We were never good at reaching out, even in the best of times. Scratch the surface of your average strategy fan and a tumble of justifications will rush out, most of them absurdly elitist. Intellectual exercise. Learning about history. Thinking things over. A pitying disdain for people who can only get their kicks by twitching over a joypad and drooling over explosions.
It’s hardly calculated to endear us to the wider gaming world, let alone the casual market. Personally, I’m in it largely for the egomaniacal glee obtained from finding myself in charge of vast numbers of willing pixellated henchmen. I suspect a lot of others are too. You’d just never hear them admit it.
The Total War series, a genuine marriage of real-time game play and compelling strategy was the last hurrah. Granted, it was a pretty big hurrah. Anything with an apex as high as 2004’s Rome: Total War can’t exactly be sneeringly dismissed, even by the worst elitists. But they didn’t have that wide, deep, almost transcendental encompassment of a situation that turn-based strategy at its very best, can boast. Of course, Rome: Total War 2 is on the horizon now, and there have been occasional titles like Crusader Kings that threatened to penetrate the wider consciousness. But for most of the intervening time the mainstream felt like wind drifting over an empty battlefield in the aftermath of conflict. A long silence.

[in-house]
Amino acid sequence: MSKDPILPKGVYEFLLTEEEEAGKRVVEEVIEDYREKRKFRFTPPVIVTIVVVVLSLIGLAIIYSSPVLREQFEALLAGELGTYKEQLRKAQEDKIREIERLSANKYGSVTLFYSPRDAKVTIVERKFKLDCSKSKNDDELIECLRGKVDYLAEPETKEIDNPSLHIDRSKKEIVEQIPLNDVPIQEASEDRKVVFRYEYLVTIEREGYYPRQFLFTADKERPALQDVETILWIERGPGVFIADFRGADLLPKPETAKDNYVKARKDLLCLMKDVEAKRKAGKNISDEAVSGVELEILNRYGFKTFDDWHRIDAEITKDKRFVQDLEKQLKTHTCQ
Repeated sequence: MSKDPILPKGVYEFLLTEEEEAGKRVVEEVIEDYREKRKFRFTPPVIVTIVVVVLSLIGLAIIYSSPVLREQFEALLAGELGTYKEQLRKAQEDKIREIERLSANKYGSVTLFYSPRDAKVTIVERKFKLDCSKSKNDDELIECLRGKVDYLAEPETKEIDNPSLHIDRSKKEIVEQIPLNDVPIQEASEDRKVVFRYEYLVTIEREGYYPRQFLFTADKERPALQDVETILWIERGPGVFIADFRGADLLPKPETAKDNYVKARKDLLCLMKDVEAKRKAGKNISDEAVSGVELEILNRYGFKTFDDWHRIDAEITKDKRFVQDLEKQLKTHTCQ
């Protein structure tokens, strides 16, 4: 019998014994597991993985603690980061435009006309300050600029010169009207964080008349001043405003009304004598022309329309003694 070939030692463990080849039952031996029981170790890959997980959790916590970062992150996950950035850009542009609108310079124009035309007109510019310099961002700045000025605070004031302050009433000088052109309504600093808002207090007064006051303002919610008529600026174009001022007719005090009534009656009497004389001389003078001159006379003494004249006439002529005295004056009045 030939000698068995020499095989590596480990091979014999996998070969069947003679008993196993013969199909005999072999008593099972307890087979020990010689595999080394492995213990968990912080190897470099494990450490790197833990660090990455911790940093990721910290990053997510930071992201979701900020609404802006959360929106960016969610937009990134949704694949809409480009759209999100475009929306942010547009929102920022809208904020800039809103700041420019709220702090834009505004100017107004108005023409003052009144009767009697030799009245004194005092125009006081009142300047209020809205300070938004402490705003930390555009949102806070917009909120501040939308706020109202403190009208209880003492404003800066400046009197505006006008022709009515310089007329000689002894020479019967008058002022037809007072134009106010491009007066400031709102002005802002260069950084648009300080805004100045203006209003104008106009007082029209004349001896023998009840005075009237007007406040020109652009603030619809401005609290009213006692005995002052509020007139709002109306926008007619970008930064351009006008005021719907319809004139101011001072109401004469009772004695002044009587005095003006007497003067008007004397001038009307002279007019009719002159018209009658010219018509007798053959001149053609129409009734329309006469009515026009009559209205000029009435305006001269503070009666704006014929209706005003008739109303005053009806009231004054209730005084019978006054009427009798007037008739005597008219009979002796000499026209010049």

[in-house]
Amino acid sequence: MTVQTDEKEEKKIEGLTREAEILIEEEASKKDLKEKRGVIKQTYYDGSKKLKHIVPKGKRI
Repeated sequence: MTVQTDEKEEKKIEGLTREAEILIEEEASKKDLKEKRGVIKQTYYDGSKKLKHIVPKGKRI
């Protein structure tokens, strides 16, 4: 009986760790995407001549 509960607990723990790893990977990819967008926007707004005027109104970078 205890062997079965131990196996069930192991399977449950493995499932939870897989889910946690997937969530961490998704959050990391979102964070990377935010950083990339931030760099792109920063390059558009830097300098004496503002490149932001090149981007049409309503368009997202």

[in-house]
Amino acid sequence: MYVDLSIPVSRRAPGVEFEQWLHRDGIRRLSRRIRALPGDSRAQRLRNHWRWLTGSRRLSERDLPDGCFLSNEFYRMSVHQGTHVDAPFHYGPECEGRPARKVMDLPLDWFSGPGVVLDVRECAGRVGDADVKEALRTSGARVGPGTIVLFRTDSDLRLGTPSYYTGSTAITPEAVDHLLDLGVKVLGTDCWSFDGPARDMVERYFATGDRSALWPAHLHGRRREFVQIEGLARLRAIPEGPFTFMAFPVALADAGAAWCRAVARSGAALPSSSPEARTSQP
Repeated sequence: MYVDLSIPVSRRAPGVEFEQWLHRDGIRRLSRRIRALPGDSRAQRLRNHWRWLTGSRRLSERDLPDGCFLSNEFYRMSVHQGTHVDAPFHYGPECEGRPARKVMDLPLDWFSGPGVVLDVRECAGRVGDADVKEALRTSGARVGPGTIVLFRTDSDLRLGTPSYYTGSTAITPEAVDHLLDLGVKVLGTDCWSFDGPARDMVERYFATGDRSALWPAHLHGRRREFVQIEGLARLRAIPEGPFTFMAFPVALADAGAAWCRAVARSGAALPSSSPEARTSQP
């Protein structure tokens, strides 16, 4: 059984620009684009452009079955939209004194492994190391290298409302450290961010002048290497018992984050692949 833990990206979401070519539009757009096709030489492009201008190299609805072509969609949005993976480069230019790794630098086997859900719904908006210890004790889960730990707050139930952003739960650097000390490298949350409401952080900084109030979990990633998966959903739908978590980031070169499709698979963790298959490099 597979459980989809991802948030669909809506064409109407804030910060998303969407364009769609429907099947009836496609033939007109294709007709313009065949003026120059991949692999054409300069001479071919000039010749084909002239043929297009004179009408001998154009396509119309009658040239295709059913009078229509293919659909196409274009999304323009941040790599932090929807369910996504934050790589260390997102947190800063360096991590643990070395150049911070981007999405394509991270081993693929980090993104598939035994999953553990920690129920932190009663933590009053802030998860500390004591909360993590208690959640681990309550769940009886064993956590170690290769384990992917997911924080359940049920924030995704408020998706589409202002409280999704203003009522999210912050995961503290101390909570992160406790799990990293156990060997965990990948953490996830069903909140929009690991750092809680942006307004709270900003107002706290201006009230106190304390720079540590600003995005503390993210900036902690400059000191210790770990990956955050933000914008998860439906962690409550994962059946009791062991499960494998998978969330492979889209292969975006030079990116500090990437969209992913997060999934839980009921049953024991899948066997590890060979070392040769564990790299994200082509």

Until XCOM: Enemy Unknown.
That game promised a lot. It promised to resurrect a long-dead franchise and succeeded in spectacular style. It promised to be a brilliant game that was sympathetic to the original yet appealing to a modern audience, and it was. And for strategy gamers it held out a long-awaited return to the mainstream. It delivered, but for those of us that kept the faith through the long, lean years, I fear it’s little more than a brief light in the darkness.
If the cross-platform sales figures I’ve seen are accurate, XCOM sold enough in its first month to make its cost base and probably result in a profit. But for comparison Halo 4 shifted six times as many in a week on Xbox 360 alone. We’re nowhere near the mainstream. Given how staid and steady the unique delights of turn-based strategy appear in an ever more instantly gratifying world, I doubt we ever will be again.
But that doesn’t make those unique delights any less delightful. And the one final promise XCOM makes is that of a new and bigger niche. Only time will tell if that promise is fulfilled but it proved there is still a market for big-budget titles in turn-based strategy, and showed the newest generation of gamers that there was still life in an old dog. Many will not stay the course, but a few will. Perhaps you’re one of those that might. And maybe, just maybe, this piece will convince you to dig a little beyond Enemy Unknown, and find the wide vista of sublime pleasures hidden just below the surface of mainstream gaming.
If you’ve had your curiosity piqued by this article, here’s a few suggestions of recent, sensibly priced and approachable turn-based games to whet your appetite. I apologise in advance that two of them are World War 2 games, but it’s by far the most common setting you’ll find. That’s unfortunate, and a little tedious, but it’s not a barrier to producing fun and interesting games.
If you want to get in close to the action on the level of squads and vehicles, check out Slitherine Software’s Battle Academy. It has PC, Mac and even iPad versions and boasts several campaigns, a solid AI and a slick multi-player interface.
At the opposite end of the spectrum, the indie title Unity of Command offers a high-level view of campaigns across the Eastern Front. It’s quick-playing and has a brutally clever AI.
And if you really can’t stomach another World War 2 title, or perhaps want a fantasy alternative to XCOM’s sci-fi shenanigans there’s King’s Bounty: Armored Princess. Presuming you can get past the horrible cover.